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When you have a new jacket it's amazing how the water just runs off the outside. This happens because of a durable water repellent treatment (DWR) that's applied at manufacture to all jackets. But dirt, oil and normal household detergents will, over time, mask the DWR, causing the outside of the jacket to absorb water (wetting out). 'Wetting out' reduces breathability, comfort and performance and can make the jacket feel cold and wet to the touch. Grangers' cleaners and proofers remove dirt, oils and stains and restores the product to its original performance, or as we like to say 'Original performance restored'.
Granger’s cleaner also contain an anti-odour agent which helps prevent odours from building up on clothes – helping keep your garments smelling fresher between washes.
All Granger’s cleaners are biodegradeable, phosphate free and use bluesign® approved formulations.
As Granger’s cleaners contain no brighteners and perfumes they are suitable for use on hunting garments as they leave no scent or UV reflective chemical on the garments.
With Merino garments in particular there is another common problem – damage caused by moths. The larvae of moths in the Tineidae family eat wool and silk fabrics, resulting in holes in the garments. Keeping your garments clean is the most effective way of preventing them as oils and sweat will provide a good source of nutrition for the larvae. Cedar cabinets have been used for centuries to store clothes – so as an additional measure to help protect the garments we have added a small amount of natural Cedar oil to our Merino Cleaner to help keep moths away.
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Regular cleaning is vital to maintaining the DWR on all garments. Regular household detergents mask a garments DWR by leaving a number of different residues on the garment, including optical brighteners, enzymes and perfumes. Granger’s cleaners are detergent based and will remove dirt and grime but contain no perfumes or brighteners, allowing the DWR to work at it’s best.
Agitation in a washing machine will help to remove water soluble stains but agitation on it’s own this will not clean garments that effectively. Soaps and detergents are known as surfactants and work in a couple of different ways to help clean different materials. The main characteristic they all share is that the molecules are long chains, with a charge at one end. This makes the charged “head” attracted to the water, as water molecules have a charge dipole. This is said to be hydrophilic (water loving). The tail of the molecule has no charge and is thus hydrophobic (water fearing). An example of this is sodium stearate, which has a hydrocarbon “tail” and a negatively charged “head”.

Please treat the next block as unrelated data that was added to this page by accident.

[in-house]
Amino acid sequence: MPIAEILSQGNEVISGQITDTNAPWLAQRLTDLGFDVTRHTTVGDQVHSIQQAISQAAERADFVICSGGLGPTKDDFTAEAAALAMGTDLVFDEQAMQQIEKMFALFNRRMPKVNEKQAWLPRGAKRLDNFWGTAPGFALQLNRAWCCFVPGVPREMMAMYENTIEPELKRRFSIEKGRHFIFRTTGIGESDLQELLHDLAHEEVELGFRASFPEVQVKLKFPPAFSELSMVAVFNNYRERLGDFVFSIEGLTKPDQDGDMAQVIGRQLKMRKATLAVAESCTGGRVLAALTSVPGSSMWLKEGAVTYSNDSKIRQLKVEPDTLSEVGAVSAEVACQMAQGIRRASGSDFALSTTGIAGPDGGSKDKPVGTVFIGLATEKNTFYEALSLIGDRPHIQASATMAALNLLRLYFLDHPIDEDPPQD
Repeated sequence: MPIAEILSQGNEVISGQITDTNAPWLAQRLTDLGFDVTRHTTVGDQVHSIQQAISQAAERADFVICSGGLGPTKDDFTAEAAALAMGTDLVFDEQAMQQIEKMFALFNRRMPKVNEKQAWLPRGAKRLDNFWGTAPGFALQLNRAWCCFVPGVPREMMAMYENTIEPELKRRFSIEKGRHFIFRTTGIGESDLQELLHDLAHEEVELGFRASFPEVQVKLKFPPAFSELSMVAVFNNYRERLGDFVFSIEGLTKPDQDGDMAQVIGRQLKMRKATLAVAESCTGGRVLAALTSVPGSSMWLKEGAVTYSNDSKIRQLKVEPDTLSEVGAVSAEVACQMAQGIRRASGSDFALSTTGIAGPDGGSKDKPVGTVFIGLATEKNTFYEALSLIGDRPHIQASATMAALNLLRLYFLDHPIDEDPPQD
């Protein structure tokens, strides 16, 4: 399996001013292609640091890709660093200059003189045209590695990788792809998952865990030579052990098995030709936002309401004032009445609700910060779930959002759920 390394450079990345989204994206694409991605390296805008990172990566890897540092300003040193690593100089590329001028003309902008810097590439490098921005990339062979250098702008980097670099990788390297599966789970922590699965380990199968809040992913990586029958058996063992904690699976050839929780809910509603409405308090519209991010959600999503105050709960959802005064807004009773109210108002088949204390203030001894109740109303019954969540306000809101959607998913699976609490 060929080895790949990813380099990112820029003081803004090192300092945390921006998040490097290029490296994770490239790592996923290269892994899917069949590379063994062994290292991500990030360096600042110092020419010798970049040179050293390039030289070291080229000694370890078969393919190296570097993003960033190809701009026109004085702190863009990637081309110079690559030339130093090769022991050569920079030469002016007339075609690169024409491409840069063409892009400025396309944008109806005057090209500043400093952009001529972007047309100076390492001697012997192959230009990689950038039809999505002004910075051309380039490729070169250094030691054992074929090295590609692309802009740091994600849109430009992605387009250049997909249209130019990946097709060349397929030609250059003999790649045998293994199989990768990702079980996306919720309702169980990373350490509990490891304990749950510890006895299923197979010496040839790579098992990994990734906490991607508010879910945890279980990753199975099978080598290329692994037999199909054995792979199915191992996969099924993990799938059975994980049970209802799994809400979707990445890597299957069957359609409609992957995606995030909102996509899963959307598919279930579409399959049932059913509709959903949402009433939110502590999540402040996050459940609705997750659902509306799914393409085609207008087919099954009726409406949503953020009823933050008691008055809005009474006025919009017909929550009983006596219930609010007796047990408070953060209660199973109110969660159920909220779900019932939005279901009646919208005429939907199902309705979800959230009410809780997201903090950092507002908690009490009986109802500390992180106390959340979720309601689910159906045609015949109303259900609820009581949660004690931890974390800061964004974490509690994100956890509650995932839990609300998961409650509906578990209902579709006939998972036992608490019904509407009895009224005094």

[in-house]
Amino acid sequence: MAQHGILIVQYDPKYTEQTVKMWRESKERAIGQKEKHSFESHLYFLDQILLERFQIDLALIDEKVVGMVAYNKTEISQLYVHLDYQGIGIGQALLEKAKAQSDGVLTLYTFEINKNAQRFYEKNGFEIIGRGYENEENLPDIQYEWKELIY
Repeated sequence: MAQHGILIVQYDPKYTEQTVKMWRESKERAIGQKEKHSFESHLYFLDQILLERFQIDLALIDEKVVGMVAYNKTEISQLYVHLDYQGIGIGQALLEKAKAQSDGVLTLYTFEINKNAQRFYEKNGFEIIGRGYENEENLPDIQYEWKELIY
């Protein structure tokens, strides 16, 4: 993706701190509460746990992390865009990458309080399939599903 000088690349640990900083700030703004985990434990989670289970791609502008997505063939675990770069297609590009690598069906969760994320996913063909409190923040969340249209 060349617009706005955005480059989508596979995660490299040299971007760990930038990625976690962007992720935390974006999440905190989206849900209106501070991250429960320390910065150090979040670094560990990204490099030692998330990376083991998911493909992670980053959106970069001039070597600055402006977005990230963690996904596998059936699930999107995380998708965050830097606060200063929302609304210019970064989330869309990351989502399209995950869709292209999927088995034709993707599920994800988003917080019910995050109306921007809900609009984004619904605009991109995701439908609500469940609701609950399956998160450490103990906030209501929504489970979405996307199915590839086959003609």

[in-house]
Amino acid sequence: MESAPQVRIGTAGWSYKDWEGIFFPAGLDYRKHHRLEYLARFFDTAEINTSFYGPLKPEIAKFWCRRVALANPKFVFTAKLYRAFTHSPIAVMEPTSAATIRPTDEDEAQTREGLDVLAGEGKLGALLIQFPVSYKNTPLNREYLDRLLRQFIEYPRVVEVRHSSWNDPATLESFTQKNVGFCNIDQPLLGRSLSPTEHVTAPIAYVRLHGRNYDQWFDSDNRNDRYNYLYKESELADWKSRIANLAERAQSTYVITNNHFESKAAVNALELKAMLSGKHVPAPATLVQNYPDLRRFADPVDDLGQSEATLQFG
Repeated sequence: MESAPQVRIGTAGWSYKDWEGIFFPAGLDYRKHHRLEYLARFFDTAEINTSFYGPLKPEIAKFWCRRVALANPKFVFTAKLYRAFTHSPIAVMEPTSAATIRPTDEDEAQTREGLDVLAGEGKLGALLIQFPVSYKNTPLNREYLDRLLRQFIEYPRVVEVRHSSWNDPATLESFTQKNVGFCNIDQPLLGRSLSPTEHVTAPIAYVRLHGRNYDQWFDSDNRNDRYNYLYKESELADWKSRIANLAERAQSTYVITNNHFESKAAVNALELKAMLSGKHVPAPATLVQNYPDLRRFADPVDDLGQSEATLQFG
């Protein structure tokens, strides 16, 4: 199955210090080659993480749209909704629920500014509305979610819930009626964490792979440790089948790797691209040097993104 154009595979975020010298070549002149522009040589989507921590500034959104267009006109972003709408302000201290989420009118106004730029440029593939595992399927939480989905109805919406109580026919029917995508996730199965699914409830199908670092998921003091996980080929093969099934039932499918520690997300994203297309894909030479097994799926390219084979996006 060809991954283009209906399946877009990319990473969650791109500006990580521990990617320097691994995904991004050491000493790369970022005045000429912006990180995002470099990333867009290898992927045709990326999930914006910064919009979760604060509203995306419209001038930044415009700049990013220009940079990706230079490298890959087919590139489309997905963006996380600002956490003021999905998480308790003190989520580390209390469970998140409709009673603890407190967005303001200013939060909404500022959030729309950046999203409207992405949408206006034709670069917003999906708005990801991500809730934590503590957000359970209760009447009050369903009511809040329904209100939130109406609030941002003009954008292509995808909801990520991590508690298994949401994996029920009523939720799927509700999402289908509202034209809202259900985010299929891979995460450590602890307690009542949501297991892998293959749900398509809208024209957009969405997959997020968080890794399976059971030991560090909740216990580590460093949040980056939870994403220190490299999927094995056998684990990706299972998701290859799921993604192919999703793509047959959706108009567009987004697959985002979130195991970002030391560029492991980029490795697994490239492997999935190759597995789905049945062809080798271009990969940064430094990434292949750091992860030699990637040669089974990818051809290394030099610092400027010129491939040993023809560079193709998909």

Detergents reduce the surface tension of water. In high concentrations, micelles form from the repulsion of the hydrophobic end of the molecules by water. Adding a detergent to water means that it is more likely for water to be adsorbed into the fibres on clothes, rather than forming droplets on the surface. Detergents also help in the removal of grease and oils from materials, as the hydrophobic end of the molecule can help to break up and attract droplets of oil. With agitation, large droplets can be broken up into smaller ones. The droplets of oil, surrounded by the detergent molecules form an emulsion in the water and are able to be washed away.
Detergent – A detergent is a surfactant or a mixture of surfactants having “cleaning properties in dilute solutions.” Commonly, “detergent” refers to alkylbenzenesulfonates, a family of compounds that are similar to soap but are less affected by hard water.
Surfactant – A surfactant is a compound that lowers the surface tension of a liquid, the interfacial tension between two liquids, or that between a liquid and a solid. Surfactants may act as detergents, wetting agents, emulsifiers, foaming agents, and dispersants. Surfactant molecules have one side that prefers water (hydrophilic), and another side that prefers oils and fats (hydrophobic). The hydrophilic side attaches to water molecules, and the hydrophobic side attaches to oil molecules. This action allows the oil droplets to break up into smaller droplets, surrounded by water. These smaller droplets are no longer stuck to the material to be cleaned, and are washed away.
Optical brighteners – optical brightening agents (OBAs), fluorescent brightening agents (FBAs) or fluorescent whitening agents (FWAs) are dyes that absorb light in the ultraviolet and violet region (usually 340-370 nm) of the electromagnetic spectrum, and re-emit light in the blue region (typically 420-470 nm). Fluorescent activity is a short term or rapid emission response, unlike phosphorescence, which is a delayed emission. These additives are often used to enhance the appearance of color of fabric and paper, causing a “whitening” effect, making materials look less yellow by increasing the overall amount of blue light reflected.
Dipole – The dipolar interaction between water is shown in the illustration below. The polar nature of water molecules allows them to bond to each other in groups and is associated with the high surface tension of water.
The most important difference between a soap and detergent is their behavior in water. A big drawback of washing with soap is that it forms a scum in hard water, which is not easy to rinse away and can leave a residue on the laundry.
Detergents react less to minerals in water hence does not leave this residue. In soft water areas a soap will work satisfactorily, but even then a gradual build-up of calcium and magnesium ions (also called ‘curd’) will be left on the fabric.